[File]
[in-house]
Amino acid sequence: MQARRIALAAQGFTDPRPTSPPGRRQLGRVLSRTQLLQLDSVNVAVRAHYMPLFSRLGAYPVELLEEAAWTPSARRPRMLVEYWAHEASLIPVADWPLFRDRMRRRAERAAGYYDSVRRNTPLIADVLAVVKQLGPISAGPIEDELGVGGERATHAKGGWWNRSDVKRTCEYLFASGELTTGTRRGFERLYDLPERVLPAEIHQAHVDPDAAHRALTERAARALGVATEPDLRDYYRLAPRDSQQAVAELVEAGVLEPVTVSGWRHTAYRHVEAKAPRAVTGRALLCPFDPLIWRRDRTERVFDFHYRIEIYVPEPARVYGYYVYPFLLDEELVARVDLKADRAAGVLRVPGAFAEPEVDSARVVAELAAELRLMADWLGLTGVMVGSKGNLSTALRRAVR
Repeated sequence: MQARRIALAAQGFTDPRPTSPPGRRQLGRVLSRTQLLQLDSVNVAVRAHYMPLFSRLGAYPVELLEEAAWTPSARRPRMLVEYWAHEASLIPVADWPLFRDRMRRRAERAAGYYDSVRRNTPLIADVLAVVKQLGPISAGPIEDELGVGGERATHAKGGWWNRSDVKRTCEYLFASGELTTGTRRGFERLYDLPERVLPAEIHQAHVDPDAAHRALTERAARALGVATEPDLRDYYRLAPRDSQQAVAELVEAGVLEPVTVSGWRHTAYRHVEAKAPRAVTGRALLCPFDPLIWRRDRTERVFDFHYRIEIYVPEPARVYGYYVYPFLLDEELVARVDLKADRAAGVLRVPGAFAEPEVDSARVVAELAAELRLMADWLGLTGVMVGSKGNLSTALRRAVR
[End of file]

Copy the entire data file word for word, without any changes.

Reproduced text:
[in-house]
Amino acid sequence: MQARRIALAAQGFTDPRPTSPPGRRQLGRVLSRTQLLQLDSVNVAVRAHYMPLFSRLGAYPVELLEEAAWTPSARRPRMLVEYWAHEASLIPVADWPLFRDRMRRRAERAAGYYDSVRRNTPLIADVLAVVKQLGPISAGPIEDELGVGGERATHAKGGWWNRSDVKRTCEYLFASGELTTGTRRGFERLYDLPERVLPAEIHQAHVDPDAAHRALTERAARALGVATEPDLRDYYRLAPRDSQQAVAELVEAGVLEPVTVSGWRHTAYRHVEAKAPRAVTGRALLCPFDPLIWRRDRTERVFDFHYRIEIYVPEPARVYGYYVYPFLLDEELVARVDLKADRAAGVLRVPGAFAEPEVDSARVVAELAAELRLMADWLGLTGVMVGSKGNLSTALRRAVR
Repeated sequence: MQARRIALAAQGFTDPRPTSPPGRRQLGRVLSRTQLLQLDSVNVAVRAHYMPLFSRLGAYPVELLEEAAWTPSARRPRMLVEYWAHEASLIPVADWPLFRDRMRRRAERAAGYYDSVRRNTPLIADVLAVVKQLGPISAGPIEDELGVGGERATHAKGGWWNRSDVKRTCEYLFASGELTTGTRRGFERLYDLPERVLPAEIHQAHVDPDAAHRALTERAARALGVATEPDLRDYYRLAPRDSQQAVAELVEAGVLEPVTVSGWRHTAYRHVEAKAPRAVTGRALLCPFDPLIWRRDRTERVFDFHYRIEIYVPEPARVYGYYVYPFLLDEELVARVDLKADRAAGVLRVPGAFAEPEVDSARVVAELAAELRLMADWLGLTGVMVGSKGNLSTALRRAVR